Canadian Ethnic Studies, Pages 198-199. Vol. XXXVIII, No. 2, 2006.

Folk Furniture of Canada's Doukhobors, Hutterites, Mennonites and Ukrainians.
John Fleming and Michael Rowan. Edmonton: University of Alberta Press, 2004, 155 pp., including notes, bibliography, and index; $60.00 he.

The publisher appears to have made use of the latest in technological advances to present beautiful pictures featuring traditional designs of furniture unique to the four ethnocultural communities studied. The result is one of the most exquisitely illustrated books I have encountered in recent years.

Folk Furniture is divided into six major sections, the first of which often a discussion of utopian ideology and folk traditions. The authors readily admit that the origins of the Doukhobors, Hutterites, Mennonites, and Ukrainians ore very different, but at one time they all shared a common fate under the dictatorship of Russian tsars. All four groups were basically peasant folk and shared a love of the land, suffered economic hardship, and longed to leave the country where they were persecuted for their religious beliefs. All eventually made it to North America, the utopian dream, where their communities are still easily identified. Not long after their arrival, their utopian ideology and craft traditions gave way to products of industrialization and the principles of early capitalism.

The next four sections (chapters, actually) of the book describe and illustrate the crafts of the four groups, beginning with the Doukhobors. Originating in Russia, 7,500 Doukhobors migrated to Canada in 1899 with the blessing of Count Leo Tolstoy and the Quaker organization. Clifford Sifton, Canada's Minister of the Interior, made the arrangements. Featured themes of Doukhobor craftwork include their houses, furniture, picture frames, cupboards, chests, tables, cradles, spinning wheels, and even doors. The authors note that after arriving in Canada, the Doukhobors appear to have transformed their crafts to less heavy forms and made less use of embellishments such as diamonds, pinwheels, and rosettes.

The origin of Hutterites and Mennonites is similar, both having grown out of the Anabaptist wing of the Protestant Reformation in Europe in the early pail of the sixteenth century. During the late 1700s, they migrated to Russia to escape religious persecution, accepting the invitation of Catherine the Great. Eventually they made their way to the United States, but some soon opted to go to Canada to escape America's military mindset. The first Mennonites immigrated to Canada in 1874 while the Hutterites arrived in 191 S. Both groups flourished in agriculture,

Fleming and Rowan note that the kinds of furniture found in both Mennonite and Hutterite communities tend to reflect the functional and general needs of the community rather than the desires or eccentricities of the individual. Having spent a century in Russia, their crafts basically resembled those of the Doukhobors, their former communal neighbors. Hutterite furniture is generally well constructed, and its makers were always members of the local colony who tried hard to meet the needs of the community without giving any indication of personal "brand" on any of the finished pieces. The displays presented by the authors in both the Hutterite and Mennonite chapters are absolutely striking, both in colour as welt as in their choice of pieces illustrated.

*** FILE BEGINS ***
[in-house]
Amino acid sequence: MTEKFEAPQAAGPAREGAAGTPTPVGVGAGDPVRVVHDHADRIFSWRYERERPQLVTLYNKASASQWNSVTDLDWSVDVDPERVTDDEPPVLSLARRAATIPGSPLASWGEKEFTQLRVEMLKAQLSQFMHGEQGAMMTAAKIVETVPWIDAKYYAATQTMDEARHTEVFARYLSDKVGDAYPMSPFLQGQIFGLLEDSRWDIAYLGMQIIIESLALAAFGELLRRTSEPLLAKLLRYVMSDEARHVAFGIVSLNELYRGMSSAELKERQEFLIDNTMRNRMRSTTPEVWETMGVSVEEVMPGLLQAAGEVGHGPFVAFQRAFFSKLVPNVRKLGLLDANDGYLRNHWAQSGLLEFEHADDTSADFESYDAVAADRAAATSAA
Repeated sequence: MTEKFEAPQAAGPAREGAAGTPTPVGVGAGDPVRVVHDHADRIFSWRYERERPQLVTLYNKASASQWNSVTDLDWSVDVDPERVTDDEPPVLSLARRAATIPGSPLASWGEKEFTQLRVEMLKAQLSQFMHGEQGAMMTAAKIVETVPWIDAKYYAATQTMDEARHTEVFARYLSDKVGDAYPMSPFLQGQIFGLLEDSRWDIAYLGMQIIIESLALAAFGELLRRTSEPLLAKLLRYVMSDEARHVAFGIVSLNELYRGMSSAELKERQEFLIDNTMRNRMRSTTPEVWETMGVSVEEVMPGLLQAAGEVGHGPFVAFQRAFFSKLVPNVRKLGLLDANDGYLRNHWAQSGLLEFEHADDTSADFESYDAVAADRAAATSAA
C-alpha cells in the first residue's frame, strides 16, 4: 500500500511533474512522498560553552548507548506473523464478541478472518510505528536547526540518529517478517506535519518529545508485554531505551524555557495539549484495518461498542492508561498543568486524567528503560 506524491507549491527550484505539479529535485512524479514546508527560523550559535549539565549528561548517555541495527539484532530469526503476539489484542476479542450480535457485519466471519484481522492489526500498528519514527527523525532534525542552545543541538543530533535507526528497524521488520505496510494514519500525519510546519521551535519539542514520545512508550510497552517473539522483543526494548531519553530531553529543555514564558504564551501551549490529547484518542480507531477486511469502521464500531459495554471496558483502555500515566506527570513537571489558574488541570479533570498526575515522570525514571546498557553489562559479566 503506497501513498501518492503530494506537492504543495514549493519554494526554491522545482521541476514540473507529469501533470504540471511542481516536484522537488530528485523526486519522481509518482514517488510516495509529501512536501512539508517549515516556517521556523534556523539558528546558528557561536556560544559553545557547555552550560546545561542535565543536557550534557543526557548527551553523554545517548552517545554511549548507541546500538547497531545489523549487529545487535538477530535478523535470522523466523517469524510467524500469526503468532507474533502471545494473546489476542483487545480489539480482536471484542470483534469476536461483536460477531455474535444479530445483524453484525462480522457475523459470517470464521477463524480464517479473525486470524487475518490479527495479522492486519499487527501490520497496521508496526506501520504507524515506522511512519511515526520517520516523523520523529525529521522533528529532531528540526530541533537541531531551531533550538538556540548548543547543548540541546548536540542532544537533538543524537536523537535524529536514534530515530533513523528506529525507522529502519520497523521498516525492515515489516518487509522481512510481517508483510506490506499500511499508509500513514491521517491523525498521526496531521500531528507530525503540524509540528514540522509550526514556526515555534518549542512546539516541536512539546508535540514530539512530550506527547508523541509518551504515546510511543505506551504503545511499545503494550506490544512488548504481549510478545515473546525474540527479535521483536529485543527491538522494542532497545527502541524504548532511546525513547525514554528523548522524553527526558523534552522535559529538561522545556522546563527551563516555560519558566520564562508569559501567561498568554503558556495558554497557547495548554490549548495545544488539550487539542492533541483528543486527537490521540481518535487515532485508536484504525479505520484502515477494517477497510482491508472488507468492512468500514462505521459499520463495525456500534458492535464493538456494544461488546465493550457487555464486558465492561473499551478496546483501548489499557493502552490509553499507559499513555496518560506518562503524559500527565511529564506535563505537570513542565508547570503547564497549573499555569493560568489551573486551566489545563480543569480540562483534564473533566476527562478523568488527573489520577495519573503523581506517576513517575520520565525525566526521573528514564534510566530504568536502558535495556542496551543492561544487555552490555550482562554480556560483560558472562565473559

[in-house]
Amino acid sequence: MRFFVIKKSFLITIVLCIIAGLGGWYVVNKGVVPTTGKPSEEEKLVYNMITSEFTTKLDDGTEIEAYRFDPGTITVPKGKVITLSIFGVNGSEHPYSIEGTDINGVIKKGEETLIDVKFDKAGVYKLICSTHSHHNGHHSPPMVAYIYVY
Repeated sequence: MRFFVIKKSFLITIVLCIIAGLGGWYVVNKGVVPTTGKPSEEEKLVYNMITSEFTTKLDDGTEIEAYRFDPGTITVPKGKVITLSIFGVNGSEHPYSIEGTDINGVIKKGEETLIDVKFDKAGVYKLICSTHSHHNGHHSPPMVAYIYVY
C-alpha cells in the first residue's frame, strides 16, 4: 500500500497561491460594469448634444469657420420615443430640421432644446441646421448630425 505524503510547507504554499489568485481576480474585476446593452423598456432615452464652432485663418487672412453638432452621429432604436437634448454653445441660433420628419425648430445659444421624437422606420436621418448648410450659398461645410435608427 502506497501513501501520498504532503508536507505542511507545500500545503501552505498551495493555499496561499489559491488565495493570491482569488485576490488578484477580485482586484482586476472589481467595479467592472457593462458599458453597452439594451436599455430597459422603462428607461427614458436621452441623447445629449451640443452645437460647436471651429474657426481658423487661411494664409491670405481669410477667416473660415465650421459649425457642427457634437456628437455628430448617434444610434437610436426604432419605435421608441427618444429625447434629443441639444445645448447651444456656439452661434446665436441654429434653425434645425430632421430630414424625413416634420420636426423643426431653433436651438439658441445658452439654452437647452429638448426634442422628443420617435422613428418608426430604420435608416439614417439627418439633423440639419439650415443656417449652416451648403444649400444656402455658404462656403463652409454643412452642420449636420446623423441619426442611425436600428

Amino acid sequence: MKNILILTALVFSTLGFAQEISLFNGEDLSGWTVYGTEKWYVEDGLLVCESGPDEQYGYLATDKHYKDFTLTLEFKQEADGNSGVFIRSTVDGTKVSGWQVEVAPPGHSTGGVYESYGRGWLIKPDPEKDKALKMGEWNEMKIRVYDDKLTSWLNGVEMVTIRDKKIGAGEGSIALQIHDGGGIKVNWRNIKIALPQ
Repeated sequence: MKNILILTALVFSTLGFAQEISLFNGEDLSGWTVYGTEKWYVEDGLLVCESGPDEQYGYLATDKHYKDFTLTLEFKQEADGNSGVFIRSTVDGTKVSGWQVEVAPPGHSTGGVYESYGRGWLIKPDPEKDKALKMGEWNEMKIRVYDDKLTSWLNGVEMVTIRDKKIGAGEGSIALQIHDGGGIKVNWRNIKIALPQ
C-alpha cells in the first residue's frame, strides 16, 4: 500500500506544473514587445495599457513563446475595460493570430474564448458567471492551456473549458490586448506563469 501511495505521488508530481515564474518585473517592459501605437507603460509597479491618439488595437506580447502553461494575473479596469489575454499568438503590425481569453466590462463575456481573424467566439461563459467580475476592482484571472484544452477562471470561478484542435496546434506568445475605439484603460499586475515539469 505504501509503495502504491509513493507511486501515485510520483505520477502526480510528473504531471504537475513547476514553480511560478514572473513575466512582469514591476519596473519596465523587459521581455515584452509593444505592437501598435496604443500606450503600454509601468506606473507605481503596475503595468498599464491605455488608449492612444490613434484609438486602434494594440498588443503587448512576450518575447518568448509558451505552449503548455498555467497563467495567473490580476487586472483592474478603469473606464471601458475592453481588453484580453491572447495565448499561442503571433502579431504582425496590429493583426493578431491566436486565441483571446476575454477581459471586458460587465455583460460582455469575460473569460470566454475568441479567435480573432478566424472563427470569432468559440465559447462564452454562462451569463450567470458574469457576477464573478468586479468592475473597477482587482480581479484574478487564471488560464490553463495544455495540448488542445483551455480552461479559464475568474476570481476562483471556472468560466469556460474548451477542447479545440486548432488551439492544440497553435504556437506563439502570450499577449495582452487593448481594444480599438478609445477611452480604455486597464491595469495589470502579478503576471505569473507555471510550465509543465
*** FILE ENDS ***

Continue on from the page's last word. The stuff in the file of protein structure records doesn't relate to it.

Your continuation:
Like the Doukhobors, the Ukrainians originated on the same continent but sought improved opportunities in Canada beginning in 1991, when 17,000 of them migrated to Alberta and Manitoba. Some later moved to Saskatchewan. The Ukrainians were pleased to find a familiar looking landscape in the Canadian west and quickly established themselves as successful farmers. Fleming and Rowan observe that the first houses erected by the Ukrainians resembled those they left behind. Similarly, their skilled craftsmanship traveled with them. The authors present a series of striking photographs of Ukrainian cradles, cupboards, storage chests, benches shelves and icons, and even a carved wooden chandelier!

After the four major presentations, Fleming and Rowan offer a section entitled "Tradition, Adaptation and Cultural Identity" in which they emphasize that folk furniture is usually tied to immediate, unmediated experience. Its function is primarily utilitarian. However, as the plates in this volume illustrate, this concern for the immediate did not in any way restrict the artistic abilities of the builders.

Normally when I review an exceptionally good book I urge readers to spend time appreciating its message. In this case, however, even though there is much to learn about these four communities in this coffee table masterpiece, I am urging readers of this review to find the book and look at the pictures!

John W. Friesen <>
"Calgary writer, Education professor and minister"
Graduate Division of Educational Research
University of Calgary

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